With the handouts and special provisions from the government, together with the massive liquidity injected by the Federal Reserve, how can banks not turn a huge profit? And there’s little wonder why everything from stocks, bonds to commodities all have gone up at the same time defying any kind of logical, correlation patterns. As some of the “special programs” are due to start falling. The Federal Deposit Insurance Corp.'s loan guarantee program, for instance, is due to expire Oct. 31, the first wake-up call finally came on this Tuesday. Prominent banking analyst Meredith Whitney Advisors in a note to clients stated that bank stocks are now “at least fairly valued”, cut their rating on Goldman Sachs (GS) to "neutral" from "buy", and removed its price target of $186 share. In July, Goldman reported quarterly earnings surged 33% on blowout trading results, beating forecasts. You may recall Ms. Whitney gained notoriety during the financial crisis for bearish calls on the stocks of large banks. According to the Wallstreet Journal, she spoke favorably of Goldman shares as recently as last month. So, her downgrade on Goldman not only bucked the market’s recent optimism, but also sparked investor concerns and speculations, since just last week, Deutsche Bank rated Goldman shares a "buy," the day after Calyon Securities raised Goldman`s price target to $230 from $194. Also, interestingly enough, last week Citigroup was forced by the Pay Czar to shed their Phibro commodities unit in a fire sale to Occidental Petroleum (OXY) for $250m due to the $100m contractual bonus Phibro had to pay star trader Andrew Hal. Some estimated the sale price is actually below Phibro's net asset value. This is just another indication of how badly managed so many of the nation's banks and financial companies are. The IMF Global Financial Stability Report estimates that the ultimate losses in the financial system in 2007-10 to be $3,400 billion. Within banks, the Fund estimates that losses will total $2,800 billion, of which only $1,300 billion has been recognized; whereas “US domiciled banks have recognized about 60% of anticipated write-downs.” So far, 416 banks were put on the FDIC`s troubled list, but many more should and will be added. The level 3 assets, i.e., those assets banks have a hard time valuing, because there's no real market for them, at just the top five banks, are around $510 billion. A new wave of losses from commercial real estate loans could also get more banks into trouble. Already two big commercial lenders, CIT Group and Capmark Financial Group are both dangerously close to bankruptcy, according to media reports. The six biggest U.S. banks will reveal in coming weeks how they did in the third quarter. Banks no doubt will report another round of stellar earnings further propping up the stocks. A series of bailouts during the financial crisis has left the U.S. government with considerable stakes in the banking sector. It seems the banks are set up, either intentionally or unintentionally by the government, to unload their hidden toxic assets at inflated prices. That would mean in the end, everyone wins, except taxpayers. Final Thoughts The Fed & Treasury through various measures has enabled the banks to made huge profits the last two quarters through a favorable yield curve, transferring toxic assets to government balance sheets, and relaxed mark to market accounting treatment of carried assets. The banks have effectively juiced up equities the last two quarters to return 15% plus per quarter on equities alone, if banks invested strictly in financials, financials are up over 144% since the March lows. These are great returns, but they are short-term profits. They are called banks for a reason, and not trading firms. There first line of business should be lending money, not trading equities and commodities. As lending money is what is needed for long-term profit for the banks, a steady stream of recurring inflows that affect revenue generation for the next seven to ten years for the banks. What we have here is a short term liquidity driven rally in equities that stops recurring revenue for trading units at banks once equities are fairly valued. Then what are they supposed to do for profits? And guess what, because the banks didn’t lend money and CREATE JOBS when they should have by lending money to small businesses and supporting construction projects on a large scale, more of their customers are going to default on their credit cards, car loans, and home mortgages. This will eventually come back to roost on the banks balance sheets, as they will lose their trading profit stream, and have to take more write downs on their existing portfolio of loans. This becomes even more self-fulfilling for banks, as consumers get hit worse, with a jobless recovery; they consume even less, and remember consuming accounts for two-thirds of the US economy. So guess what happens when consumers stop consuming? You guessed it, Commercial Real-Estate crashes under the weight of an overleveraged and underemployed consumer, creating major additional write downs for the banks and their loan loss reserves.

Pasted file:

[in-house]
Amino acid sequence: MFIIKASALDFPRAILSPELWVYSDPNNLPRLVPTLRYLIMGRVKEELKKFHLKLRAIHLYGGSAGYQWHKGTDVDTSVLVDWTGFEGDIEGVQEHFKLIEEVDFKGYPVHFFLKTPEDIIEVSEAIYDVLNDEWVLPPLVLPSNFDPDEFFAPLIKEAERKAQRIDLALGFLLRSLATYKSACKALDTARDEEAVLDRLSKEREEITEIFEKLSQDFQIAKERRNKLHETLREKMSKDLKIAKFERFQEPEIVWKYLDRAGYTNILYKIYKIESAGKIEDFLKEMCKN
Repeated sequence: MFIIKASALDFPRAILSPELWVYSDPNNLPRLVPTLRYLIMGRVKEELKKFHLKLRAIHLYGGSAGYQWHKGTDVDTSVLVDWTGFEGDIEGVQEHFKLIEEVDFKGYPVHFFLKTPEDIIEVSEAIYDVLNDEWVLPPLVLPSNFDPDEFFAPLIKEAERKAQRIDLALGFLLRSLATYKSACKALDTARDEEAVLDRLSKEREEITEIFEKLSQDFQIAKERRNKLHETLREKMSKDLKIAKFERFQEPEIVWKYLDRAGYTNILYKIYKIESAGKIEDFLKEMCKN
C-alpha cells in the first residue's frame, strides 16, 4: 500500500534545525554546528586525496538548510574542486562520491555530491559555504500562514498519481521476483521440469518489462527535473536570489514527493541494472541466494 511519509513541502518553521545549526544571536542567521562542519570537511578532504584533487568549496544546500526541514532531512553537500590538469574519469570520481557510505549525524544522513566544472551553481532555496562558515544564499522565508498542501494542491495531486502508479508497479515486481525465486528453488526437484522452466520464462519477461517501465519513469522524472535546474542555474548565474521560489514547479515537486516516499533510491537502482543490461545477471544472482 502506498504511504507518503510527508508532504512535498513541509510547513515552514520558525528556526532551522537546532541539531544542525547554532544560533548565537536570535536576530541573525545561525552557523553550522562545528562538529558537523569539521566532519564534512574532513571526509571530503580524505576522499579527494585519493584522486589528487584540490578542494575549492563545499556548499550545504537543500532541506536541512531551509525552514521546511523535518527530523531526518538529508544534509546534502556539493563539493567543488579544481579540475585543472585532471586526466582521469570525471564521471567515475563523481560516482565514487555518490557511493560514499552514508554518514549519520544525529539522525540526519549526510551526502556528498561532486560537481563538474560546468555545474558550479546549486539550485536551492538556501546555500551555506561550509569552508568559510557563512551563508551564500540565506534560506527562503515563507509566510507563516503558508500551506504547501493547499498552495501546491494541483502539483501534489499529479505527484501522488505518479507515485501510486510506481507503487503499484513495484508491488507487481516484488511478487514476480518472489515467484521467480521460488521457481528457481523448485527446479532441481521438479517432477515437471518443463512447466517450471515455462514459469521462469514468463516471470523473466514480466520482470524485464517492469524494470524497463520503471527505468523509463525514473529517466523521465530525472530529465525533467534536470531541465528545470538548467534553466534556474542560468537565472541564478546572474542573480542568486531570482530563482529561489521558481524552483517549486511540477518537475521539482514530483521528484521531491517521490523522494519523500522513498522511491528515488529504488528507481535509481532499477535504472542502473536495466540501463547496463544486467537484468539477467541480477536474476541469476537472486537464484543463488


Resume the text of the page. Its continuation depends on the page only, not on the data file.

# a minute of perfection was worth the effort #